Getting Around in Hungary, Visiting Hungary - Allo' Expat Hungary
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Getting Around in Hungary

By Air

There are currently no scheduled internal air services in Hungary. Some are planned for the near future, however. As Budapest lies in the centre of the country and pretty much any point can be reached within three hours by train or bus.

By River/ Lake

There are regular services on the Danube and Lake Balaton from spring to late autumn. MAHART and the Budapest Travel Company (BKV) also operate ferries in the city centre, the Roman Embankment (Római Part) and at some crossing points. On Lake Balaton, a ferry operates during the year between Balatonföldvár and Tihany, and between Révfülöp and Balatonboglér. Contact MAHART for further details.

By Rail

Services are operated by MÁV. All main cities are linked by efficient services but facilities are often inadequate. Supplements are payable on IC and express trains. Reservations are compulsory for IC trains and recommended for express trains, particularly in summer. Tickets can be bought 60 days in advance on domestic railway lines, as can seat reservations. The most popular tourist rail routes are: Budapest-Kecskemet-Szeged- Budapest and Budapest-Siofok-Lake Balaton.

Intercity (IC) trains are the fastest, and they're up-to-date, well maintained and cleaned. They link the major cities with Budapest. Compared to the majority of Western European ticket prices, Hungary's IC trains are amongst the cheapest with an excellent record of speed and comfort. In almost all cases they also have a restaurant car. At the weekends many students use these IC trains to commute between Budapest and other cities, so an early advance booking is recommended on Friday afternoons for the trains leaving Budapest and on Sunday evenings for trains towards Budapest. Working with a notebook is generally safe, unless it's heavy overcrowded.

During summer period trains linking Balaton to Budapest are sometimes overcrowded. Pricing depends only on the distance and on the car class. Cash desks assume 2nd class by default for non-IC trains (at least in Budapest for English speakers), so if you didn't catch your IC, consider asking 1st class, paying small extra for much more comfort. When in the train, keep in mind that there are smoking and non-smoking cars--check a sign over a door inside a car.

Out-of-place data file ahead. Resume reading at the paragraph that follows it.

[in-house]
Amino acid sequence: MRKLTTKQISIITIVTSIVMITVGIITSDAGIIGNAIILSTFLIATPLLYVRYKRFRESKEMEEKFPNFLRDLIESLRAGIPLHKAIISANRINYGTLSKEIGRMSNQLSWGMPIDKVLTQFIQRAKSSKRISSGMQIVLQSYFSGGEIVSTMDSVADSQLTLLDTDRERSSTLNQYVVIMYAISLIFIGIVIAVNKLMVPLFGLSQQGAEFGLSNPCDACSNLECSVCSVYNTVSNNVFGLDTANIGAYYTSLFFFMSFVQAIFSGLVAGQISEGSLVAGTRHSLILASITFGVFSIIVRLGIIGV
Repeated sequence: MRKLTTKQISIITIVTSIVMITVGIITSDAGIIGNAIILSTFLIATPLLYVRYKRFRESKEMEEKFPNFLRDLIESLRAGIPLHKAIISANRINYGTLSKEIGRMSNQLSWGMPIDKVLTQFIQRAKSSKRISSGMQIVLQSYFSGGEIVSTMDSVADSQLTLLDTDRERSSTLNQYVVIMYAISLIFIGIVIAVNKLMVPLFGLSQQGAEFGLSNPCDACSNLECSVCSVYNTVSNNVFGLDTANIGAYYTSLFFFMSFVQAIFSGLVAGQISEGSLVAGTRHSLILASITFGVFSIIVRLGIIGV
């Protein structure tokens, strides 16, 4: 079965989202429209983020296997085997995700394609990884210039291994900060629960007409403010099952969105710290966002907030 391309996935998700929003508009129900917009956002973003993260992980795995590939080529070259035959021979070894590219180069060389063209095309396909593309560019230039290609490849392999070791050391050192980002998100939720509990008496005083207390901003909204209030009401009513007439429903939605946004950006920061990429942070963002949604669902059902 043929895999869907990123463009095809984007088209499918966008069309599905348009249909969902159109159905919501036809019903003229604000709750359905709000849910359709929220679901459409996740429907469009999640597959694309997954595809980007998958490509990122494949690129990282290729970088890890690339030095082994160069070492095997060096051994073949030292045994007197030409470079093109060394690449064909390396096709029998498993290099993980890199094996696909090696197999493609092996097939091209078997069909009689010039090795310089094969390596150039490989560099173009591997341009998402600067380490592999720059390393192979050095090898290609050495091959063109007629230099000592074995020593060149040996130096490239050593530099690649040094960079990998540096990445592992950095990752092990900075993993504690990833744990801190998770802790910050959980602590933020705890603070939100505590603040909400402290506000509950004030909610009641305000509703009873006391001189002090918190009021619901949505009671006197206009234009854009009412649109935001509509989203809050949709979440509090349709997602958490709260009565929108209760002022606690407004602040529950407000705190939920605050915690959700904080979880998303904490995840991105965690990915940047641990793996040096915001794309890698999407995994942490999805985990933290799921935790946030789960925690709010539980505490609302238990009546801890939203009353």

Rail-bus services are available between the main railway stations within Budapest at fixed rates. There are also narrow-gauge railways in operation in many parts of the country.

Concessions are available for groups (minimum of 10 persons), children, students, families and pensioners. Children under six and pensioners over 70 travel free. Children aged six to 15 pay approximately half of the full fare. Balaton and Tourist Season Tickets (seven to 10 days) are also available. Contact MÁV for details (see Travel – International section for contact details). The Hungarian Flexipass, sold by travel agents worldwide and by Rail Europe, offers unlimited first-class train travel for five days in a 15-day period or for 10 days in a 30-day period. The Hungarian Tourist Card offers discounts on rail, bus, taxi and ship services, as well as accommodation, restaurants and museums. The Hungarian National Tourist Office can provide further information.

By Road

Traffic drives on the right. There are eight arterial roads in the country: all but the M8 start from central Budapest. Tolls are payable on some roads and all motorways. Season tickets can be purchased. From Budapest the two main highways are the M1 to Györ and Vienna and the M7 along Lake Balaton. The M3 connects Budapest with eastern Hungary. Generally the road system is good.

Speed limits are 50 kph (31 mph) in built-up areas, 90 kph (50 mph) on main roads, 110 kph (62 mph) on highways and 130 kph (75 mph) on motorways. Seat belts are compulsory. Children of 16 years and under must sit in the rear seats. Petrol stations are frequent and there are no special tourist petrol coupons. There is a total alcohol ban when driving; severe fines are imposed for infringements. It is obligatory to keep headlights dipped at all times when on the open road. Mobile phones are allowed only with headsets. Child seats are compulsory. The Hungarian Automobile Club operates a breakdown service on main roads at weekends and a 24-hour service on motorways.


Budapest is linked with major provincial towns. Tickets are available from Volán long-distance bus terminal, Budapest, and at Volán offices throughout the country. A bus season ticket is also available.

Bus lines often are more complete than train lines, the prices and the speed is quite similar. Buses are normally clean.

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